The news which greeted me this morning about Senator John McCain (R-AZ) wasn’t good. I hope all of you, regardless of political leanings, will join in sending your thoughts and prayers his way after he was taken to the Mayo Clinic for surgery yesterday. NBC News has a minimal amount of detail (not that his medical records are anyone’s business but his own) and they paint a fairly hopeful picture, but this is obviously not something to be passed off as trivial.
McCain, 80, who is chairman of the Senate Armed Services Committee, will be recovering in Arizona next week, his office said in a statement.
The Mayo Clinic said surgeons used a minimally invasive craniotomy to remove the blood clot.
“Senator McCain received excellent treatment at Mayo Clinic Hospital in Phoenix, and appreciates the tremendous professionalism and care by its doctors and staff. He is in good spirits and recovering comfortably at home with his family,” McCain’s office said.
First of all, any time you’re performing surgery on an 80 year old patient, it’s not minor. And while I’m confident that the Senator is getting some of the best care possible at the Mayo Clinic, the description of what was done makes it clear that this was far more than a case of someone stubbing their toe. I suppose the phrase “minimally invasive” is accurate in a relative sense, but if you look up the definition of “craniotomy” (which I had to do) you’ll find that it literally involves drilling a hole in the person’s skull.
The procedure has raised some other questions as well, though we should keep in mind that the following is entirely in the realm of speculation. There’s already some chatter going on in the background about what the follow-on tests are which will be keeping McCain off the playing field for the next week. The clinic stated that they removed a 5 cm blood clot from “above his left eye socket.” They went on to say that, “Once the pathology information is available, further care will be discussed between doctors and the family.” If they were removing a blood clot, why are they doing pathology tests? At least some medical experts don’t view that as typical procedure with blood clots. And “above the eye socket” was a rather odd phrase, wasn’t it? I certainly hope that he’s okay and experiences a quick and full recovery, but it just doesn’t sound all that minor.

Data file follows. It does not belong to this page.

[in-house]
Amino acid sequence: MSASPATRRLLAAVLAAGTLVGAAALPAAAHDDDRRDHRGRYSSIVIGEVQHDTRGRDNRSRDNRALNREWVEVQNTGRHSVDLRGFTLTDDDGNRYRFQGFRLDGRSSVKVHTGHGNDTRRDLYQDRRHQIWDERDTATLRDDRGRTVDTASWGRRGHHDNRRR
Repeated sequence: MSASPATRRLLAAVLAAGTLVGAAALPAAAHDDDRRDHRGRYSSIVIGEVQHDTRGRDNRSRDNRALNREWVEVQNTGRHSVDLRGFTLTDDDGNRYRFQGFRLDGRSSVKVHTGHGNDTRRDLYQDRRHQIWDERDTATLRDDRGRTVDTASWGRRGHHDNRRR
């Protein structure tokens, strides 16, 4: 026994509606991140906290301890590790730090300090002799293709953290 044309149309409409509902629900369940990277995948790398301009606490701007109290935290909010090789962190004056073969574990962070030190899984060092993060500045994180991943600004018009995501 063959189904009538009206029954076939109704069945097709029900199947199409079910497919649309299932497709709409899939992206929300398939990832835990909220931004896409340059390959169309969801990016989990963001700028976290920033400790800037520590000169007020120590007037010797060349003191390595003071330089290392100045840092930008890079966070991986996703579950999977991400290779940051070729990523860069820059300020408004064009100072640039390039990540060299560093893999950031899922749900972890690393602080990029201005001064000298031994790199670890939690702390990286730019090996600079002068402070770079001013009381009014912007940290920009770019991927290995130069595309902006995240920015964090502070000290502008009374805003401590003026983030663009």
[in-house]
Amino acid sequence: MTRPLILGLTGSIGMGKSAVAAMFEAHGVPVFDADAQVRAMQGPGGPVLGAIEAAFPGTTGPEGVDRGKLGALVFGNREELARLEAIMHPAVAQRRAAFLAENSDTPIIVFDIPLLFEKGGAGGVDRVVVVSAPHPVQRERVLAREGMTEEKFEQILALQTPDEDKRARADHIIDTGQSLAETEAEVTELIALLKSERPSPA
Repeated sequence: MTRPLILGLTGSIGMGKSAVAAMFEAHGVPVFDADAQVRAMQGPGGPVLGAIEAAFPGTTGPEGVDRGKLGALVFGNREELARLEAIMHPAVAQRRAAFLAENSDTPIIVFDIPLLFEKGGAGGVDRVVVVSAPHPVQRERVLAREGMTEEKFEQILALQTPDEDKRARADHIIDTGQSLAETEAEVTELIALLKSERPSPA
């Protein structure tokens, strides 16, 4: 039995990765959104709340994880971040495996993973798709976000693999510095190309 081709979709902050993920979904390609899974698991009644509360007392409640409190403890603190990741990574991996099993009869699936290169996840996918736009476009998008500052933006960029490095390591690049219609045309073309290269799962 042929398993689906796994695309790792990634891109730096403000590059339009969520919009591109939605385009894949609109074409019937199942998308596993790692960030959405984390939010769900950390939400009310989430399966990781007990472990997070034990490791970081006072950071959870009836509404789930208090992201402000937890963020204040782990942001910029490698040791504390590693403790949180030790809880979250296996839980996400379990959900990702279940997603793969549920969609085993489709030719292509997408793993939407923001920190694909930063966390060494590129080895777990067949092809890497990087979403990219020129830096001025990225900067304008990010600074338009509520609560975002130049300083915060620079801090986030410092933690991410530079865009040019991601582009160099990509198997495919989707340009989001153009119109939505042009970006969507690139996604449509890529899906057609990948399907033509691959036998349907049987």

Meanwhile, as we keep in mind that Senator McCain’s health is the number one item of concern, you can’t ignore the political realities here either. The health care vote was allegedly going to happen this week, but with two Republicans (Susan Collins and Rand Paul) already in the “No” camp, Mitch McConnell can’t afford to lose a single vote. With John McCain recovering in Arizona, that’s not going to happen now. (Associated Press)
Majority Leader Mitch McConnell said Saturday he will delay consideration of health care legislation in the Senate, after Sen. John McCain’s announced absence following surgery left Republicans short of votes on their marquee legislation…
With McConnell’s health care legislation already hanging by a thread in the Senate with no votes to spare, McCain’s absence meant it would become impossible for the majority leader to round up the votes needed to move forward with the bill next week as planned.
The idea of which date a particular Senate vote is held on pales in comparison to someone having a doctor drilling a hole in their skull, but this will certainly present an additional challenge to the Majority Leader. It’s pretty much a miracle if he’d actually rounded up the votes needed for this health care proposal, but the longer everyone is left cooling their heels the more time there will be for the forces opposed to the measure to bring pressure on other wavering members.
While McCain rightly focuses on his recovery, Mitch McConnell is going to have to keep herding cats for even longer. We can all hope for a full recovery in terms of John McCain’s health situation, but the prognosis for the Senate health care bill may be turning sour.